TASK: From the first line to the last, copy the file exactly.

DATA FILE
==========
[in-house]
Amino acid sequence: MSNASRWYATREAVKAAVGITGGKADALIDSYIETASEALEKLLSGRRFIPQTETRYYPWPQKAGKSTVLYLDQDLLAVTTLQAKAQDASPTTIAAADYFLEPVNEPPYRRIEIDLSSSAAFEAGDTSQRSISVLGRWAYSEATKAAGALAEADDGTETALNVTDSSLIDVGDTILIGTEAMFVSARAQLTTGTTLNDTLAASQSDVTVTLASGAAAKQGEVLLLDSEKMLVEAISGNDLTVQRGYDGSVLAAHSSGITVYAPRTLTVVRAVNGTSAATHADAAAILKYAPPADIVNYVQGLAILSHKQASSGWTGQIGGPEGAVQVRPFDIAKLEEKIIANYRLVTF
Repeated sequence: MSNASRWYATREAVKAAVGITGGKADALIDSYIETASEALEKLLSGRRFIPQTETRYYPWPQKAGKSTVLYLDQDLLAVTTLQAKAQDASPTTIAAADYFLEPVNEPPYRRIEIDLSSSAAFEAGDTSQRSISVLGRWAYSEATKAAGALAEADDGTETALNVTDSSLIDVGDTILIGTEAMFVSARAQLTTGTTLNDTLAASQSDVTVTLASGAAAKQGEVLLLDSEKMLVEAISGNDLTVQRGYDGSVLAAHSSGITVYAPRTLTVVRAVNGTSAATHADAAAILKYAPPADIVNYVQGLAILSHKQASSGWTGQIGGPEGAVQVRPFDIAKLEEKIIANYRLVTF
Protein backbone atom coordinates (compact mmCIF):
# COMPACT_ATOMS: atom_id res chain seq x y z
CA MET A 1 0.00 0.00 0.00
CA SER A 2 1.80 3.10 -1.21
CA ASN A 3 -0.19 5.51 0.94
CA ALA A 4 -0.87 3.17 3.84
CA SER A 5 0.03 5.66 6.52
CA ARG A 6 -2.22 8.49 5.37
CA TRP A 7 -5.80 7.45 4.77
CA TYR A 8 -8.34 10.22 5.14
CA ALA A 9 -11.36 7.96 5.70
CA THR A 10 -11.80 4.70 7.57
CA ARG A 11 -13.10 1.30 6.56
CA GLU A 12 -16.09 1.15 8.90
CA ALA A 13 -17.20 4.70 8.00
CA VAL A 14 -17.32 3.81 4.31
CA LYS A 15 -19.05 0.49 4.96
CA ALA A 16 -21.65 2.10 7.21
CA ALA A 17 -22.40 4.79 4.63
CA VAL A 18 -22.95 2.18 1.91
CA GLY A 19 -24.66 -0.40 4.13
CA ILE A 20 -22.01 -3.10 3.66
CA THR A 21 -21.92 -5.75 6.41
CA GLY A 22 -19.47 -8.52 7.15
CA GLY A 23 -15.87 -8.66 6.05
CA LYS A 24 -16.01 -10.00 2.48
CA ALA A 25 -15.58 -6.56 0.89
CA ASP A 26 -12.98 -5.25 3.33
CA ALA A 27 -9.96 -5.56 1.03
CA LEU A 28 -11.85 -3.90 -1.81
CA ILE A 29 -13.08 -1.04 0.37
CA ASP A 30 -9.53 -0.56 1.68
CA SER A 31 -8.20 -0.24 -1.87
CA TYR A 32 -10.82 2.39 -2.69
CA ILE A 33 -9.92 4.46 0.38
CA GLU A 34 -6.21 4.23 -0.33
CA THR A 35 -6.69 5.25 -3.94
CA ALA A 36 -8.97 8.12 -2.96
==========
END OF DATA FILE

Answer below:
[in-house]
Amino acid sequence: MSNASRWYATREAVKAAVGITGGKADALIDSYIETASEALEKLLSGRRFIPQTETRYYPWPQKAGKSTVLYLDQDLLAVTTLQAKAQDASPTTIAAADYFLEPVNEPPYRRIEIDLSSSAAFEAGDTSQRSISVLGRWAYSEATKAAGALAEADDGTETALNVTDSSLIDVGDTILIGTEAMFVSARAQLTTGTTLNDTLAASQSDVTVTLASGAAAKQGEVLLLDSEKMLVEAISGNDLTVQRGYDGSVLAAHSSGITVYAPRTLTVVRAVNGTSAATHADAAAILKYAPPADIVNYVQGLAILSHKQASSGWTGQIGGPEGAVQVRPFDIAKLEEKIIANYRLVTF
Repeated sequence: MSNASRWYATREAVKAAVGITGGKADALIDSYIETASEALEKLLSGRRFIPQTETRYYPWPQKAGKSTVLYLDQDLLAVTTLQAKAQDASPTTIAAADYFLEPVNEPPYRRIEIDLSSSAAFEAGDTSQRSISVLGRWAYSEATKAAGALAEADDGTETALNVTDSSLIDVGDTILIGTEAMFVSARAQLTTGTTLNDTLAASQSDVTVTLASGAAAKQGEVLLLDSEKMLVEAISGNDLTVQRGYDGSVLAAHSSGITVYAPRTLTVVRAVNGTSAATHADAAAILKYAPPADIVNYVQGLAILSHKQASSGWTGQIGGPEGAVQVRPFDIAKLEEKIIANYRLVTF
Protein backbone atom coordinates (compact mmCIF):
# COMPACT_ATOMS: atom_id res chain seq x y z
CA MET A 1 0.00 0.00 0.00
CA SER A 2 1.80 3.10 -1.21
CA ASN A 3 -0.19 5.51 0.94
CA ALA A 4 -0.87 3.17 3.84
CA SER A 5 0.03 5.66 6.52
CA ARG A 6 -2.22 8.49 5.37
CA TRP A 7 -5.80 7.45 4.77
CA TYR A 8 -8.34 10.22 5.14
CA ALA A 9 -11.36 7.96 5.70
CA THR A 10 -11.80 4.70 7.57
CA ARG A 11 -13.10 1.30 6.56
CA GLU A 12 -16.09 1.15 8.90
CA ALA A 13 -17.20 4.70 8.00
CA VAL A 14 -17.32 3.81 4.31
CA LYS A 15 -19.05 0.49 4.96
CA ALA A 16 -21.65 2.10 7.21
CA ALA A 17 -22.40 4.79 4.63
CA VAL A 18 -22.95 2.18 1.91
CA GLY A 19 -24.66 -0.40 4.13
CA ILE A 20 -22.01 -3.10 3.66
CA THR A 21 -21.92 -5.75 6.41
CA GLY A 22 -19.47 -8.52 7.15
CA GLY A 23 -15.87 -8.66 6.05
CA LYS A 24 -16.01 -10.00 2.48
CA ALA A 25 -15.58 -6.56 0.89
CA ASP A 26 -12.98 -5.25 3.33
CA ALA A 27 -9.96 -5.56 1.03
CA LEU A 28 -11.85 -3.90 -1.81
CA ILE A 29 -13.08 -1.04 0.37
CA ASP A 30 -9.53 -0.56 1.68
CA SER A 31 -8.20 -0.24 -1.87
CA TYR A 32 -10.82 2.39 -2.69
CA ILE A 33 -9.92 4.46 0.38
CA GLU A 34 -6.21 4.23 -0.33
CA THR A 35 -6.69 5.25 -3.94
CA ALA A 36 -8.97 8.12 -2.96